For most of my lifetime, real-life purchasers from The Listener classifieds were a myth, they were as real as card-carrying members of the Social Credit Party or people who found David Spade funny. Then I met one.
Steve Nally, head brewer at the Invercargill Brewery, bought a mail-order home-brew kit from The Listener almost 25 years ago. His views on Social Credit and David Spade are unknown but he is expected to be highly sceptical about both. Eagerly, Steve made his first brew and, after sampling, proclaimed that it “tasted like rubbish.”
Fortunately for beer drinkers, he never lost his love for making beer even if his initial focus was producing an annual batch of his crisp, clean, fresh Nally’s Cider. I had always been firmly of the opinion that I did not like cider. After being cajoled into tasting this libation, I realised that I didn’t like the sickly, sweet, fizzy cider-pops we see far too much off. Steve’s stuff is superb. I wanted to wear a cloth cap and grow sheep for days after tasting it.
Serious brewing started for Steve in 1999 when he began the Invercargill Brewing Company. His co-brewer was dad Gerry and the first brewery was in the garage. In time, they needed to grow and so moved to an old cow shed which, for reasons that cannot be understood by those of us north of Christchurch, was painted blue. Finally, a couple of years ago, they found what appears to be a pretty permanent home in an industrial unit in central Invercargill.
Well, Steve’s directions said central Invercargill though I must confess Russ the Canadian and I drove down the main street and past the brewery before realising we had even entered the township. Conversely, we were the motoring duo who spent twenty minutes marooned at a South Canterbury service station because we could not find the lever to open the petrol cap. The local residents were more amused than helpful. Eventually an elderly lady took pity on us and helpfully pointed it out. This incident probably ended any slim chance of I had of hosting the New Zealand version of Top Gear. Never having owned a car probably counted against me too.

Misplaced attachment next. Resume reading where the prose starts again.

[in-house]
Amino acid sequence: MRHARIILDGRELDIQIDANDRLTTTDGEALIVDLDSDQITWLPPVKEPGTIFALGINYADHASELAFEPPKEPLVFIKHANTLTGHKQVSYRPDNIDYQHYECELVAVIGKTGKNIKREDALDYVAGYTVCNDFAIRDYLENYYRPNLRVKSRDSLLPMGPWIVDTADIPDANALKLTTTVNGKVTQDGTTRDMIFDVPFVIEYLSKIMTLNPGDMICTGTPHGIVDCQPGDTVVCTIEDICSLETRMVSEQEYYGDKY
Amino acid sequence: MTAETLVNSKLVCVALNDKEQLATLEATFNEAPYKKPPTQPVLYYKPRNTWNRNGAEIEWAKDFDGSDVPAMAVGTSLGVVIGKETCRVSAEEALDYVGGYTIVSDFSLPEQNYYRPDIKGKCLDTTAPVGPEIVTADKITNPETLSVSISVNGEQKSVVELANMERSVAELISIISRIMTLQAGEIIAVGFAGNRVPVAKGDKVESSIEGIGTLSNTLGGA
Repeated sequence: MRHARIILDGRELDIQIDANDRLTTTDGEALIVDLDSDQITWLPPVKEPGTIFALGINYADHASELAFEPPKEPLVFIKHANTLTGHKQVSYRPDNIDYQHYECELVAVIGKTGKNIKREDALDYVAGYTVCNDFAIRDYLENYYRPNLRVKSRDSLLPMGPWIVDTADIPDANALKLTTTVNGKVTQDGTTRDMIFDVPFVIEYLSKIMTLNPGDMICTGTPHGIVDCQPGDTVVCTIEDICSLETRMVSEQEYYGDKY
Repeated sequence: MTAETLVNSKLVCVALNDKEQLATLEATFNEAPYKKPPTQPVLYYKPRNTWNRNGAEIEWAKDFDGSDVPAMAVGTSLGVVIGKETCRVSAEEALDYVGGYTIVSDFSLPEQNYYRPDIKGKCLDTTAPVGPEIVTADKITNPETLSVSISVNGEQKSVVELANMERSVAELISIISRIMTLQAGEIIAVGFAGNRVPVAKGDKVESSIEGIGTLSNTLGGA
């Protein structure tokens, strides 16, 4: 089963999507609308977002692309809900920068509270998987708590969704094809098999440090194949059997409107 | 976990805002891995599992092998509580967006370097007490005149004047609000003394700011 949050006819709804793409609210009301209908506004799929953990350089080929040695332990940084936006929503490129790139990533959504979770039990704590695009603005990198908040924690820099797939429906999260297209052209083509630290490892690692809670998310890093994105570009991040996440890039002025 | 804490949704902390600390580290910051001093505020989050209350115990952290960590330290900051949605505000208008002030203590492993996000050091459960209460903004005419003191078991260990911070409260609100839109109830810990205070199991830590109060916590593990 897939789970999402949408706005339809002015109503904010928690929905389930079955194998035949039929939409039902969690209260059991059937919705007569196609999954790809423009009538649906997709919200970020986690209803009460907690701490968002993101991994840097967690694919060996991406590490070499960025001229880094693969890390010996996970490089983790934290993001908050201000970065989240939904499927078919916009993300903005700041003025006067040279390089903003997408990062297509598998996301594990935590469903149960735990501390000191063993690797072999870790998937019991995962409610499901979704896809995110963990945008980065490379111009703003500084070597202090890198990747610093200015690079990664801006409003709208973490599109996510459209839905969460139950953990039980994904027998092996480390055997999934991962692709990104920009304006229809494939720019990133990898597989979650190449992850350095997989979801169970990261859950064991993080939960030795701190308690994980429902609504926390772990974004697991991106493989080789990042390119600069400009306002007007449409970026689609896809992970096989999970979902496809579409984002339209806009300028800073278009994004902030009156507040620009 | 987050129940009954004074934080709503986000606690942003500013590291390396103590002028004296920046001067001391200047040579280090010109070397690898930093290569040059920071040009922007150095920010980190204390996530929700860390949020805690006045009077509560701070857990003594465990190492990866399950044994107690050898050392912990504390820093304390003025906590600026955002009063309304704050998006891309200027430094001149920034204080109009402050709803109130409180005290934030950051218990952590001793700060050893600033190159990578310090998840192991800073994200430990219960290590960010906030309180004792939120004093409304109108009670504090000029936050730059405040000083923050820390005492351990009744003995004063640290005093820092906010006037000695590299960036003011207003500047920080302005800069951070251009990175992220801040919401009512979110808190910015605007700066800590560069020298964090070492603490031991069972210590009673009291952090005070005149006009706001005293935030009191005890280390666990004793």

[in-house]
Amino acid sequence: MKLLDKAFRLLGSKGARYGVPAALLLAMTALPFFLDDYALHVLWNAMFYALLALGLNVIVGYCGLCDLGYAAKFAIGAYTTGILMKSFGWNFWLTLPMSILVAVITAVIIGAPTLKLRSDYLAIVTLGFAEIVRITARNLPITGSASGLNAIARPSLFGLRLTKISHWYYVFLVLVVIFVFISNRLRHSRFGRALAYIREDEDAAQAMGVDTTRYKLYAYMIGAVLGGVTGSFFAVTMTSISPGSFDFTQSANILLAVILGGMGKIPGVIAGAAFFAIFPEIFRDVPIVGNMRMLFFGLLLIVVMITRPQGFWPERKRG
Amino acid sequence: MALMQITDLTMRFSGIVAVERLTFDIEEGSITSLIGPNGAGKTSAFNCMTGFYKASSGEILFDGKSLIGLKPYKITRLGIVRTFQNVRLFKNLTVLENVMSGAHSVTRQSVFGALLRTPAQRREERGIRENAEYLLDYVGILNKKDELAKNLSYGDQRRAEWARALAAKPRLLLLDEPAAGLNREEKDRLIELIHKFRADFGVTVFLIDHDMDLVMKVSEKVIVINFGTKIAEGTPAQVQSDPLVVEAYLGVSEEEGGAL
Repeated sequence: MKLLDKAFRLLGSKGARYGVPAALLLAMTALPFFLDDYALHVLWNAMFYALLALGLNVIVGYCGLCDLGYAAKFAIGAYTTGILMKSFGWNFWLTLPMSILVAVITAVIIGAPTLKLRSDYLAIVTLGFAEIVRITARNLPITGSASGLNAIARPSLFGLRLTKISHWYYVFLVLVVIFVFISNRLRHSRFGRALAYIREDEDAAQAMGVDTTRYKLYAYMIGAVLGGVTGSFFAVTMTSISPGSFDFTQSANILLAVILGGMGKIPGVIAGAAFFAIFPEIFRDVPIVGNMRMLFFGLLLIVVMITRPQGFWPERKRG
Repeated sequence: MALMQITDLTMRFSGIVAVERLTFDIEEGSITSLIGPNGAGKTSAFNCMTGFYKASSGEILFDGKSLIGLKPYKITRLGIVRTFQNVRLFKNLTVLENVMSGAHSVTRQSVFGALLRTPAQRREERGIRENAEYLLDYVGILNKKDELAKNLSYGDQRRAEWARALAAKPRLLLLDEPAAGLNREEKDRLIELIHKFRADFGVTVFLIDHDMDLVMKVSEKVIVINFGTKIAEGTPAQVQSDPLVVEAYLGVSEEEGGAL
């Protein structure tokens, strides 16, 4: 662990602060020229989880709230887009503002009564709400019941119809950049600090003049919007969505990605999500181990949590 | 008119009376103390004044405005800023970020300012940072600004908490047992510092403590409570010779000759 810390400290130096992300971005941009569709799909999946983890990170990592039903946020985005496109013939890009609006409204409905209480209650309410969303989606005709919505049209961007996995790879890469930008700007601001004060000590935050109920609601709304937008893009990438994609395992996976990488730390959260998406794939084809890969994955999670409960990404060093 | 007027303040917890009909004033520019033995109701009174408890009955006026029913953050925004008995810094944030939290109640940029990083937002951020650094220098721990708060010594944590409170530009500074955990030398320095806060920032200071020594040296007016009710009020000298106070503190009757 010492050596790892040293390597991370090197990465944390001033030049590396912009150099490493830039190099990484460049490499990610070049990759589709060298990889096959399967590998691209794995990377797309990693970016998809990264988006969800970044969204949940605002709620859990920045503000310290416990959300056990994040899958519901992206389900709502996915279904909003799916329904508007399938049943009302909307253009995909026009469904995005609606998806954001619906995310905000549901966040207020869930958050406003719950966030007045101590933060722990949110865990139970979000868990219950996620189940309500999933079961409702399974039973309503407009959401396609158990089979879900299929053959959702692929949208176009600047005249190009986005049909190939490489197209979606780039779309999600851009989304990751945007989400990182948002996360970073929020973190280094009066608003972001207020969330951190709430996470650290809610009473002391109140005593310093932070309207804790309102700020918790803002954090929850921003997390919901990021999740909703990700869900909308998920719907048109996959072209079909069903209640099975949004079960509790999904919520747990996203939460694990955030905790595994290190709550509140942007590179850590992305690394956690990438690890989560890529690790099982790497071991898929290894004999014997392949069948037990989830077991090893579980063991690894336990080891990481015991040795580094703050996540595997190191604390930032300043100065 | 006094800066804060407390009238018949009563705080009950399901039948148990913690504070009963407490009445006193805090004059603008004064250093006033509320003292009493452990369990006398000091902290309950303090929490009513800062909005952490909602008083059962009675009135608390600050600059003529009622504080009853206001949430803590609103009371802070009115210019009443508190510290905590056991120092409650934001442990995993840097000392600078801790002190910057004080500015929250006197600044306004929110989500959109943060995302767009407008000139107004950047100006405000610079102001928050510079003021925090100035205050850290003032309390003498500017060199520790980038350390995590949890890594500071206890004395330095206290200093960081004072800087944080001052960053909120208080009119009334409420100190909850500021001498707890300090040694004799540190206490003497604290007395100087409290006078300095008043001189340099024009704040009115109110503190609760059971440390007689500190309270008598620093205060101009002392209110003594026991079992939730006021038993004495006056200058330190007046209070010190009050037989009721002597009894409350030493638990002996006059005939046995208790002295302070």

Returning to the Invercargill range, they produce five regular beers (Alpine Honey Beer, Stanley Green, Wasp, Pitch Black and Biman), the annual cider and a few specialty releases including a boysenberry ale and their remarkable smoked bock. Demand is booming and Steve is now employing people who are not family members. Hiring people who are not blood relatives is a big step for any new craft brewers and still quite a leap for any business venture in some parts of the Deep South…
One of Invercargill’s best-known brews is Biman. As everyone will know, Biman is Bengali for strong-hearted and was also the name of a local eatery. This was a beer specifically created to go well with spicy food. It has bounced around beer classes and the recipe has evolved over time but the fine-tuning has clearly paid off because Biman was a Gold Medal winner at the 2008 Brew NZ Awards.
Pouring a clear gold, Biman (5.2%) has a juicy nose of lime with a hint of passionfruit. Full in the mouth, it showcases a delicate balance of all-malt sweetness, citrus and cleansing bitterness. Interestingly, it always done very well in the public vote at my beer tastings even though it is usually served first. Evidently no-one told Biman that the first beers never win, they are only supposed to be there to warm up the palate.
In terms of geographical beer trivia, Invercargill Brewery is well-known as New Zealand’s southernmost brewer and the second southernmost brewery in the world. I’ve used that latter fact numerous times knowing, vaguely, that somewhere in South America made beer closer to the South Pole. Recently, I finally found out exactly who holds the title – the Austral brewery in Chile. The fact that I finally found this out in Melbourne from the awesome Chilean distributers of Kross Beers serves to demonstrate what a global world we live and drink in.
Malthouse has been a long-term supporter and fan of Steve Nally and his beers. Steve is a big friendly guy (hence the nickname ‘Huggy Bear’) and in tremendously exciting news he will be appearing in person at Malthouse soon to introduce people to his beer.
Real Beer New Zealand
Beer and Brewer Magazine
The Listener – http://www.listener.co.nz/
Invercargill Brewery – http://www.invercargillbrewery.co.nz/
Kross Brewery – http://www.kross.cl
Real Beer – http://www.realbeer.co.nz/blog/blog.html
Beer and Brewer Magazine – http://www.beerandbrewer.com/